Wildlands Studies Trek to Manaslu Base Camp
We woke up to the crisp, dry mountain air that filled the Manaslu Valley. I unzipped our tent and the light fabric crackled like a bag of chips, as the frost that adhered to the material cracked. It was early, the sun was stuck deep behind a 8,000m peak, inching it’s tendrils of warm light towards the valley floor; it would take hours before this light warmed the frozen ground I stood on. The porters and cook staff that travelled with our group had been up long before me, preparing our meals for the day and warming up water for black tea. Today, a group of 14 American college students were going to hike up to the Manaslu Base camp in Nepal.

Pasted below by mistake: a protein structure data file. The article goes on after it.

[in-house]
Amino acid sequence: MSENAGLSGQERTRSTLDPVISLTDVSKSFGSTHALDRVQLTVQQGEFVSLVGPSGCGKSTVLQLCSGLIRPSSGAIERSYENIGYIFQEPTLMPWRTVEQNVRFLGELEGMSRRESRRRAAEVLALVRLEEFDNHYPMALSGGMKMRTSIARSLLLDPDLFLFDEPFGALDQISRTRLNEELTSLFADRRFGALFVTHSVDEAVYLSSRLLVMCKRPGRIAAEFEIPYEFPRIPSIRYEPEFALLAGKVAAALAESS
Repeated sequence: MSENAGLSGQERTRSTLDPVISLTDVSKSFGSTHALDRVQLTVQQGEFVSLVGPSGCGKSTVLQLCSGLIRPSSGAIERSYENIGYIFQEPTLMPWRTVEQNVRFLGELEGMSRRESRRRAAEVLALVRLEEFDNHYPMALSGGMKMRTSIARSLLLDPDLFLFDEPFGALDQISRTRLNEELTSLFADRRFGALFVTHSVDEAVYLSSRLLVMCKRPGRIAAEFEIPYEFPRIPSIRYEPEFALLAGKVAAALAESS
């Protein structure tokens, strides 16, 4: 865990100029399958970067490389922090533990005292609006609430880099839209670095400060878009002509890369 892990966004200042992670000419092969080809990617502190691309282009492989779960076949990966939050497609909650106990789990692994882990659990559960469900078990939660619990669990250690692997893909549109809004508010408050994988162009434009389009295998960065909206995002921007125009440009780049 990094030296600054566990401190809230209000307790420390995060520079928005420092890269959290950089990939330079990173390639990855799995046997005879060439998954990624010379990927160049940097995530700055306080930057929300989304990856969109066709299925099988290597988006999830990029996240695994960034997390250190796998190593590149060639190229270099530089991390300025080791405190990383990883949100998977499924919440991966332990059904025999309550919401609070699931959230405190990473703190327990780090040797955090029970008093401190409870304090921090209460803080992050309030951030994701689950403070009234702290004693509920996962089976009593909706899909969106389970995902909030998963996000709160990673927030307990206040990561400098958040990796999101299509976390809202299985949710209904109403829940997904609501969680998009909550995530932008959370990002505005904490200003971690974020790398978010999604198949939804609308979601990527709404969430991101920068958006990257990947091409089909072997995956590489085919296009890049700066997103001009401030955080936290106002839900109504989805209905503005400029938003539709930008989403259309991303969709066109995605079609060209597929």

Our hike started off rather easy, it wound its way around a lake that was a deep milky blue, formed by the influx of element rich water running off of the mass of glaciers above us. This ease would quickly change, mountains in the Himalaya do not meander tenderly into the sky, instead they joust their peak upward, piercing the troposphere, creating a rigid, steep slope on the way. Luckily, our professor stopped us every few minutes to observe the flora and fauna changes as we continued climbing skyward.
About 2 hours into our hike we reached the snow line. At this point we were standing 13,000 feet (4,000m) above sea level, and we still had an additional 3,000 feet to climb to reach basecamp. Many of our group members hailed from coastal lowlands, such as students from UC Santa Barbara, or UC Los Angeles, were elevation gain is an anomaly. There were two of us from UW and even though we frequented the Cascades many times before this trip, hiking to 16,000 feet was uncharted territory for us as well.